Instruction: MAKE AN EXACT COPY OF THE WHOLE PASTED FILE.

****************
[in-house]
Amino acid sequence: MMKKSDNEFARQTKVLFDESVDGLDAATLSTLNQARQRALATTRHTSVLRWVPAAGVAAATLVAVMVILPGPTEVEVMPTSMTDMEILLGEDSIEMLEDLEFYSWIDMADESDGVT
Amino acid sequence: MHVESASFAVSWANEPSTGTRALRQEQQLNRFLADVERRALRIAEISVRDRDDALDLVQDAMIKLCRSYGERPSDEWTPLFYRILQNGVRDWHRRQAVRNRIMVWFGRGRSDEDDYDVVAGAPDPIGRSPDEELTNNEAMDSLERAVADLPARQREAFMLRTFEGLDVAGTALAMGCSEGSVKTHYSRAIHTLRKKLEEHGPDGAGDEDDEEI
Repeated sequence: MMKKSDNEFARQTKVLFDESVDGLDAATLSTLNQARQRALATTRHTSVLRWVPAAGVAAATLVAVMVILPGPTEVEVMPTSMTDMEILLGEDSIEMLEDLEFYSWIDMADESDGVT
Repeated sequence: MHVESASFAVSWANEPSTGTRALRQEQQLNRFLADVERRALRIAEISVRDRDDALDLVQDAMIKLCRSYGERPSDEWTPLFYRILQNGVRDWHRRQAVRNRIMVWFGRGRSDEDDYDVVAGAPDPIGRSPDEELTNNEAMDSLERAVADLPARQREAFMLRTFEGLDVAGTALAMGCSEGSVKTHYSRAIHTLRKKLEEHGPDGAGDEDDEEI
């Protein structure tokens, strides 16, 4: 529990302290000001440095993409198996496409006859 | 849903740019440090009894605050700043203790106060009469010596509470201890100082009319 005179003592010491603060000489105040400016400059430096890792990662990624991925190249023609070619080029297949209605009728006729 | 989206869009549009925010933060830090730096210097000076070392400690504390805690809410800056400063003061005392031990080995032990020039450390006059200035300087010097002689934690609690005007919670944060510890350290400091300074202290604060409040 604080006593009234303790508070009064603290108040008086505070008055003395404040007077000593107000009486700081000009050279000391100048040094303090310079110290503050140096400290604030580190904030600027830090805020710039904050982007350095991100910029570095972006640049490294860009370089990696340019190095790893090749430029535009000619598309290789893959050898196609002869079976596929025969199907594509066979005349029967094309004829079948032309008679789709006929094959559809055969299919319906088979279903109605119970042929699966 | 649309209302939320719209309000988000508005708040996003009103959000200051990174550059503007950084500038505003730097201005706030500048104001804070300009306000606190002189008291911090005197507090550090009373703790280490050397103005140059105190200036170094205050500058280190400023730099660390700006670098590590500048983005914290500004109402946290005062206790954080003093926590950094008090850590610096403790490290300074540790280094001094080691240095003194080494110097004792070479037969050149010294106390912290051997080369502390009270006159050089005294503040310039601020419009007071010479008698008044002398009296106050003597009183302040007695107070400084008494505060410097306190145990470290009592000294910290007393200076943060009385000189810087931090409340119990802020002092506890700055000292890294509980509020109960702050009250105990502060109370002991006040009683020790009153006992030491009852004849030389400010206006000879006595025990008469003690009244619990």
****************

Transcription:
[in-house]
Amino acid sequence: MMKKSDNEFARQTKVLFDESVDGLDAATLSTLNQARQRALATTRHTSVLRWVPAAGVAAATLVAVMVILPGPTEVEVMPTSMTDMEILLGEDSIEMLEDLEFYSWIDMADESDGVT
Amino acid sequence: MHVESASFAVSWANEPSTGTRALRQEQQLNRFLADVERRALRIAEISVRDRDDALDLVQDAMIKLCRSYGERPSDEWTPLFYRILQNGVRDWHRRQAVRNRIMVWFGRGRSDEDDYDVVAGAPDPIGRSPDEELTNNEAMDSLERAVADLPARQREAFMLRTFEGLDVAGTALAMGCSEGSVKTHYSRAIHTLRKKLEEHGPDGAGDEDDEEI
Repeated sequence: MMKKSDNEFARQTKVLFDESVDGLDAATLSTLNQARQRALATTRHTSVLRWVPAAGVAAATLVAVMVILPGPTEVEVMPTSMTDMEILLGEDSIEMLEDLEFYSWIDMADESDGVT
Repeated sequence: MHVESASFAVSWANEPSTGTRALRQEQQLNRFLADVERRALRIAEISVRDRDDALDLVQDAMIKLCRSYGERPSDEWTPLFYRILQNGVRDWHRRQAVRNRIMVWFGRGRSDEDDYDVVAGAPDPIGRSPDEELTNNEAMDSLERAVADLPARQREAFMLRTFEGLDVAGTALAMGCSEGSVKTHYSRAIHTLRKKLEEHGPDGAGDEDDEEI
């Protein structure tokens, strides 16, 4: 529990302290000001440095993409198996496409006859 | 849903740019440090009894605050700043203790106060009469010596509470201890100082009319 005179003592010491603060000489105040400016400059430096890792990662990624991925190249023609070619080029297949209605009728006729 | 989206869009549009925010933060830090730096210097000076070392400690504390805690809410800056400063003061005392031990080995032990020039450390006059200035300087010097002689934690609690005007919670944060510890350290400091300074202290604060409040 604080006593009234303790508070009064603290108040008086505070008055003395404040007077000593107000009486700081000009050279000391100048040094303090310079110290503050140096400290604030580190904030600027830090805020710039904050982007350095991100910029570095972006640049490294860009370089990696340019190095790893090749430029535009000619598309290789893959050898196609002869079976596929025969199907594509066979005349029967094309004829079948032309008679789709006929094959559809055969299919319906088979279903109605119970042929699966 | 649309209302939320719209309000988000508005708040996003009103959000200051990174550059503007950084500038505003730097201005706030500048104001804070300009306000606190002189008291911090005197507090550090009373703790280490050397103005140059105190200036170094205050500058280190400023730099660390700006670098590590500048983005914290500004109402946290005062206790954080003093926590950094008090850590610096403790490290300074540790280094001094080691240095003194080494110097004792070479037969050149010294106390912290051997080369502390009270006159050089005294503040310039601020419009007071010479008698008044002398009296106050003597009183302040007695107070400084008494505060410097306190145990470290009592000294910290007393200076943060009385000189810087931090409340119990802020002092506890700055000292890294509980509020109960702050009250105990502060109370002991006040009683020790009153006992030491009852004849030389400010206006000879006595025990008469003690009244619990």